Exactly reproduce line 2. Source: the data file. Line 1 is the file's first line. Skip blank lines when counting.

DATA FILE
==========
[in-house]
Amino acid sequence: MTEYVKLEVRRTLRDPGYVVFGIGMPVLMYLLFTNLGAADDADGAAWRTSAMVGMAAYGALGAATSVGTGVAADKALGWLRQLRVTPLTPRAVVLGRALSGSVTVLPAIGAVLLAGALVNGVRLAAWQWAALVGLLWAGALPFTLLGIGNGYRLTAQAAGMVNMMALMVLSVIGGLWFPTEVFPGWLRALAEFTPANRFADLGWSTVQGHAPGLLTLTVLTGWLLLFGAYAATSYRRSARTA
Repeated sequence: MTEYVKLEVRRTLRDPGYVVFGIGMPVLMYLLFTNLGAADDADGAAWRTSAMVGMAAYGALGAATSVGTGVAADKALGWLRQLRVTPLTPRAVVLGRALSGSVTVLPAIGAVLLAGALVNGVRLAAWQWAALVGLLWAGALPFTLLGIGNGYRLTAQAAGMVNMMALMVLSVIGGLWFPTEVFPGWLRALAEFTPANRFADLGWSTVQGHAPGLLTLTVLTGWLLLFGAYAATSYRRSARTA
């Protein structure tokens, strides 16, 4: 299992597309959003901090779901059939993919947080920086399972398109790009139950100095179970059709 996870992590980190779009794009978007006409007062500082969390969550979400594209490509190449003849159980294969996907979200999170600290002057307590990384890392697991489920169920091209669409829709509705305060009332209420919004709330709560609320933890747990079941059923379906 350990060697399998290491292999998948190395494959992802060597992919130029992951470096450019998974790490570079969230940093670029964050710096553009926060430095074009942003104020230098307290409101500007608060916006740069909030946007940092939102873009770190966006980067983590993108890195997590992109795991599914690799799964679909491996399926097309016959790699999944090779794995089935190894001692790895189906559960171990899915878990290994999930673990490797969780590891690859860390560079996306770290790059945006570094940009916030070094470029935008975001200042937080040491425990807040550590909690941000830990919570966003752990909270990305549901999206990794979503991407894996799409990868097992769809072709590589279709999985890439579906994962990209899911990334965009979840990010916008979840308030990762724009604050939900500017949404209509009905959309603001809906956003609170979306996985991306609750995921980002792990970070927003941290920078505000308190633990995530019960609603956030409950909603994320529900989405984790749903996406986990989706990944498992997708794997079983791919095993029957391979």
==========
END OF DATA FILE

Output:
Amino acid sequence: MTEYVKLEVRRTLRDPGYVVFGIGMPVLMYLLFTNLGAADDADGAAWRTSAMVGMAAYGALGAATSVGTGVAADKALGWLRQLRVTPLTPRAVVLGRALSGSVTVLPAIGAVLLAGALVNGVRLAAWQWAALVGLLWAGALPFTLLGIGNGYRLTAQAAGMVNMMALMVLSVIGGLWFPTEVFPGWLRALAEFTPANRFADLGWSTVQGHAPGLLTLTVLTGWLLLFGAYAATSYRRSARTA